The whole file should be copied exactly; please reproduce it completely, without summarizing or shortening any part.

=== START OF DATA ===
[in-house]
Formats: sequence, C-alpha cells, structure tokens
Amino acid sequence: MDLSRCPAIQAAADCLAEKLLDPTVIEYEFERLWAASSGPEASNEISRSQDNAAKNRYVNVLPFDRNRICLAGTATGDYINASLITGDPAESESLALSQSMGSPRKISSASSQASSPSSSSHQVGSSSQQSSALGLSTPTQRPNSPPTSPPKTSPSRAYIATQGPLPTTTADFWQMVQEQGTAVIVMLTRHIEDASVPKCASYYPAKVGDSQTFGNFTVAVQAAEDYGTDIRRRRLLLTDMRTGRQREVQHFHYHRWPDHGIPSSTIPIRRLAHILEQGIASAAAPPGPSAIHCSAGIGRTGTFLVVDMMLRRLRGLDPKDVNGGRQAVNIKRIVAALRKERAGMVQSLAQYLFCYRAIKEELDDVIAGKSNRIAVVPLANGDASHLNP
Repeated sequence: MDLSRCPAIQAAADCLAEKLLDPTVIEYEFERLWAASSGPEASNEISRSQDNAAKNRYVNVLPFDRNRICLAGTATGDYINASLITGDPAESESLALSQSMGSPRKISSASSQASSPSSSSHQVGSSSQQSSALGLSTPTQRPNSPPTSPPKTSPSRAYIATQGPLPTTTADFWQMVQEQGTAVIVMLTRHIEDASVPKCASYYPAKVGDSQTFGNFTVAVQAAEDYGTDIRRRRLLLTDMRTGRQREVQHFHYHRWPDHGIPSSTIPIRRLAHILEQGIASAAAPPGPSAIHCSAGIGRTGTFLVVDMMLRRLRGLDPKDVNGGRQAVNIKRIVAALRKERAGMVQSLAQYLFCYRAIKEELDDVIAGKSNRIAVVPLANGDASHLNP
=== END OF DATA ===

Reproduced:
[in-house]
Formats: sequence, C-alpha cells, structure tokens
Amino acid sequence: MDLSRCPAIQAAADCLAEKLLDPTVIEYEFERLWAASSGPEASNEISRSQDNAAKNRYVNVLPFDRNRICLAGTATGDYINASLITGDPAESESLALSQSMGSPRKISSASSQASSPSSSSHQVGSSSQQSSALGLSTPTQRPNSPPTSPPKTSPSRAYIATQGPLPTTTADFWQMVQEQGTAVIVMLTRHIEDASVPKCASYYPAKVGDSQTFGNFTVAVQAAEDYGTDIRRRRLLLTDMRTGRQREVQHFHYHRWPDHGIPSSTIPIRRLAHILEQGIASAAAPPGPSAIHCSAGIGRTGTFLVVDMMLRRLRGLDPKDVNGGRQAVNIKRIVAALRKERAGMVQSLAQYLFCYRAIKEELDDVIAGKSNRIAVVPLANGDASHLNP
Repeated sequence: MDLSRCPAIQAAADCLAEKLLDPTVIEYEFERLWAASSGPEASNEISRSQDNAAKNRYVNVLPFDRNRICLAGTATGDYINASLITGDPAESESLALSQSMGSPRKISSASSQASSPSSSSHQVGSSSQQSSALGLSTPTQRPNSPPTSPPKTSPSRAYIATQGPLPTTTADFWQMVQEQGTAVIVMLTRHIEDASVPKCASYYPAKVGDSQTFGNFTVAVQAAEDYGTDIRRRRLLLTDMRTGRQREVQHFHYHRWPDHGIPSSTIPIRRLAHILEQGIASAAAPPGPSAIHCSAGIGRTGTFLVVDMMLRRLRGLDPKDVNGGRQAVNIKRIVAALRKERAGMVQSLAQYLFCYRAIKEELDDVIAGKSNRIAVVPLANGDASHLNP